Background: Virtually all dying patients go through a stereotypical pattern of symptoms and signs in the days prior to death. This trajectory is often referred to as “actively dying” or “imminent death”. Prompt recognition of this trajectory is key for clinicians to provide the most appropriate interventions for both the patient and family.
- Bed bound
- Loss of interest and/or ability to drink/eat
- Cognitive changes: increasing time spend sleeping and/or delirium (see Fast Fact #1)
- Further decline in mental status to obtundation (slow to arouse with stimulation; only brief periods of wakefulness)
- Death rattle – pooled oral secretions that are not cleared due to loss of swallowing reflex
- Fever – usually from aspiration pneumonia
- Altered respiratory pattern – periods of apnea, hyperpnea, or irregular breathing
- Mottled extremities
2. Time Course The time to traverse the various stages can be less than 24 hours or as long as ~14 days. Patients who enter the trajectory who are nutritionally intact, with no infection (e.g. acute stroke), are apt to live longer than cachectic cancer patients
3. Common Family Concerns Family members present during the dying process often express the following concerns/questions. Clinicians can best help families by expecting these questions, providing education, reassurance, and responding to emotions (see also Fast Fact # 29; #149).
- Is my loved one in pain; how would we know?
- Aren’t we just starving my loved one to death?
- What should we expect; how will we know that time is short?
- Should I/we stay by the bedside?
- Can my loved one hear what we are saying?
- What do we do after death?
- Confirm treatment goals; recommend stopping treatments that are not contributing to comfort – pulse oximetry, IV hydration, antibiotics, finger sticks, etc.
- Communicate clearly to others what is going on. Write in progress notes: “patient is dying,” not “prognosis is poor”.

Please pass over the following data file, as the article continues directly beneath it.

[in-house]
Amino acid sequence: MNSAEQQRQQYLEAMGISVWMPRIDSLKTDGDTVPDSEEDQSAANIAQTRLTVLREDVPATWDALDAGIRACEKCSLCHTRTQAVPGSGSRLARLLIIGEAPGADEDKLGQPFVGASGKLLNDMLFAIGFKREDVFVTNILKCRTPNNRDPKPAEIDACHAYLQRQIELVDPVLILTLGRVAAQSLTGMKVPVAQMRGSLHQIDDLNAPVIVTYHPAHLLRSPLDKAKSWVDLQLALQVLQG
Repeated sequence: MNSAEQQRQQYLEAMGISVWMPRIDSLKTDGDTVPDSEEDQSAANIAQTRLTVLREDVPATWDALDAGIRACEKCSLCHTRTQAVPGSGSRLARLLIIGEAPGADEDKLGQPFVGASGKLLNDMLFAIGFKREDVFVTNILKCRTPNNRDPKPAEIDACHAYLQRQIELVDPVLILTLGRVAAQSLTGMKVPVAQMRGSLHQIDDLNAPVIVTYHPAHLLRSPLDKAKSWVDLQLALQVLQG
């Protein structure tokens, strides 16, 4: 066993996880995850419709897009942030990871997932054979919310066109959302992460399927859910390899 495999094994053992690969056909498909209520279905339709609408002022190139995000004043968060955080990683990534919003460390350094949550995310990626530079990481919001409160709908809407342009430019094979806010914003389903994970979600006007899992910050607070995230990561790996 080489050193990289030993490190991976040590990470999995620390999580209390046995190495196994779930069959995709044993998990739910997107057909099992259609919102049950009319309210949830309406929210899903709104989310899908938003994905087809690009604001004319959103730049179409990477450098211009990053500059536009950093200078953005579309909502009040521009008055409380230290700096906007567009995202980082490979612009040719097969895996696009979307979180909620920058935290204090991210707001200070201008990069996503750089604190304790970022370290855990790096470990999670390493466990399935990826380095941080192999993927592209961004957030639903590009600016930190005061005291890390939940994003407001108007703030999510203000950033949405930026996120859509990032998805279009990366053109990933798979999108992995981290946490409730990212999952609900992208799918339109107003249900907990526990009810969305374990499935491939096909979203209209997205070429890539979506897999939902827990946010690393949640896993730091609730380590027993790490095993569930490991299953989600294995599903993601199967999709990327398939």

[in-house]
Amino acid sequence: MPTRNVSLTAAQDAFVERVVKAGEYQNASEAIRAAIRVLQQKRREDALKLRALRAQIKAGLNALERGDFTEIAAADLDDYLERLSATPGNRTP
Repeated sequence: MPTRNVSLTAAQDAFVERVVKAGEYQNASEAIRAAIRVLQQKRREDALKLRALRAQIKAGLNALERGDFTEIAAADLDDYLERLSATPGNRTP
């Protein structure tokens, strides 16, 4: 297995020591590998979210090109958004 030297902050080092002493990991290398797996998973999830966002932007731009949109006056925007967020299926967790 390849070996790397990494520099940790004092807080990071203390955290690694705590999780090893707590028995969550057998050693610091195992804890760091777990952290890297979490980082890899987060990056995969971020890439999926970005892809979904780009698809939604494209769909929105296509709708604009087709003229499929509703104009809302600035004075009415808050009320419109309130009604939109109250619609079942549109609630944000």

- Treat symptoms/signs as they arise: common among these are: oral secretions (see Fast Fact #109, #158); delirium (#1, 60); dyspnea (# 27), fever (#256) and pain (# 53, 54).
- Provide excellent mouth and skin care.
- Provide daily counseling and support to families.
- Rousseau P. Management of symptoms in the actively dying patient. In: Principles and Practice of Palliative Care and Supportive Oncology. Berger AM, Portenoy RK, and Weissman DE, eds. 2nd Edition. Philadelphia, PA: Lippincott, Williams, & Wilkins; 2002.
- Breitbart W, Alici Y. Agitation and delirium at the end of life. “We couldn’t manage him.” JAMA. 2008; 300(24):2898-2910.
Version History: This Fast Fact was originally edited by David E Weissman MD. 2nd Edition published July 2005. Current version re-copy-edited, with additional reference added, March 2009. 3rd Edition edited by Drew A Rosielle MD with additional material added November 2014.
Fast Facts and Concepts are edited by Sean Marks MD (Medical College of Wisconsin) and associate editor Drew A Rosielle MD (University of Minnesota Medical School), with the generous support of a volunteer peer-review editorial board, and are made available online by the Palliative Care Network of Wisconsin (PCNOW); the authors of each individual Fast Fact are solely responsible for that Fast Fact’s content. The full set of Fast Facts are available at Palliative Care Network of Wisconsin with contact information, and how to reference Fast Facts.
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